When did the East-Iranian Quhistāni fortresses become “Ismaili”? New perspectives for a History of Ismailism
Keywords:Ismailis, Ismaili castles, Quhistān, Seljuqs, Mongols, medieval fortifications, medieval history of Iran
This article questions whether the expression “Ismaili castles” is appropriate to describe the fortifications of the historical region of Quhistān, in Eastern Iran. “Ismaili castle” is a locution largely used among the historiographical studies of Persian Ismailism of the Alamūt period (1090-1256), since it would reflect the strategy of political control experienced by the Ismailis in the territories they ruled. However, this expression derives from the crystallization of a 19th and the 20th century idea in line with identity-based and ideological perspectives circulating among the European scholars. According to this perspective there was a sort of “Ismaili” identity recognizable in all their mountain “castles”. The expression is not adequate in terms of historical interpretation, and specifically for reconstruction of the history of medieval Quhistān. We aim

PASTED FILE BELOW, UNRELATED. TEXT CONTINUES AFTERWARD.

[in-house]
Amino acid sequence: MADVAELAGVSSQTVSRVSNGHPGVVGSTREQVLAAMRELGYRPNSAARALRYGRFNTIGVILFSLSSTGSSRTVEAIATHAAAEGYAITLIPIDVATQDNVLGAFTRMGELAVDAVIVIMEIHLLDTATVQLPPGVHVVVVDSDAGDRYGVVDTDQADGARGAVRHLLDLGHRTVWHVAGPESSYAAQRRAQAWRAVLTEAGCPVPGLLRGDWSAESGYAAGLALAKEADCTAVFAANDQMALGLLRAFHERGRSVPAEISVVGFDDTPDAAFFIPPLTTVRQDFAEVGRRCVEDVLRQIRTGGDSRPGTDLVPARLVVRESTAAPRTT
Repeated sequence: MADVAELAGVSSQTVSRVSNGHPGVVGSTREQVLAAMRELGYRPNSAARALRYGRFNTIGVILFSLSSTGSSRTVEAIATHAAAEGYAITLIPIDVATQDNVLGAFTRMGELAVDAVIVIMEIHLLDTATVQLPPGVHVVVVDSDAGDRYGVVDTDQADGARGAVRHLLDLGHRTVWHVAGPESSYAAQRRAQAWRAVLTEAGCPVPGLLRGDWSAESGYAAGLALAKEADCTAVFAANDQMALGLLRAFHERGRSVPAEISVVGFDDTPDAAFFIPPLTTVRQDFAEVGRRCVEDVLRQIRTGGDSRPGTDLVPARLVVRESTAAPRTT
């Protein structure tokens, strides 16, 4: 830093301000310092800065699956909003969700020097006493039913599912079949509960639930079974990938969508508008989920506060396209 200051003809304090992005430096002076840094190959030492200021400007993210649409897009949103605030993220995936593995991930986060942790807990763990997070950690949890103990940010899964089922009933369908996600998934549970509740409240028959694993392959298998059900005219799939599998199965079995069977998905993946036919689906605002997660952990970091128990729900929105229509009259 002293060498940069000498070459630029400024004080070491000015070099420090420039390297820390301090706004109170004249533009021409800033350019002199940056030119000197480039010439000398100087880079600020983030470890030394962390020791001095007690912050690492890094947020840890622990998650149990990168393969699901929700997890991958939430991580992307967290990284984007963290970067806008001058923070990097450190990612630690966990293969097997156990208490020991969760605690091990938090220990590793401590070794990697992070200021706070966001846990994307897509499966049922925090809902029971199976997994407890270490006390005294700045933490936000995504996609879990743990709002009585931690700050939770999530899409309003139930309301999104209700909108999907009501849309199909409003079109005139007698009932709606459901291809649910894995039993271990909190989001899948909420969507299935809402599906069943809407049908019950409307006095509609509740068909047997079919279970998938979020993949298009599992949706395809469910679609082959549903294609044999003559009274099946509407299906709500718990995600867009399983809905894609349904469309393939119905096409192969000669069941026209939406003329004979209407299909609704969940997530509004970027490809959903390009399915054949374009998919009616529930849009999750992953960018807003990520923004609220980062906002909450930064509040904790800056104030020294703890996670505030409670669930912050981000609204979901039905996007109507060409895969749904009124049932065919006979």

to trace back the chain of transmission of the interpretative categories which permitted a widespread use and diffusion of the locution “Ismaili
castles”, and to analyze its impact among the modern studies on Persian Ismailism. We will then reconsider the role and function of the castles in Quhistān, in light of the preliminary observations we made during a survey conducted in the region. This article contributes to the recent
debate on the necessity to free current historiographical approaches from outdated paradigms and to widen the scope of the research to new and unedited sources. To this regard, in our conclusion we propose possible research paths and methods of historical investigation on the medieval history of Iran.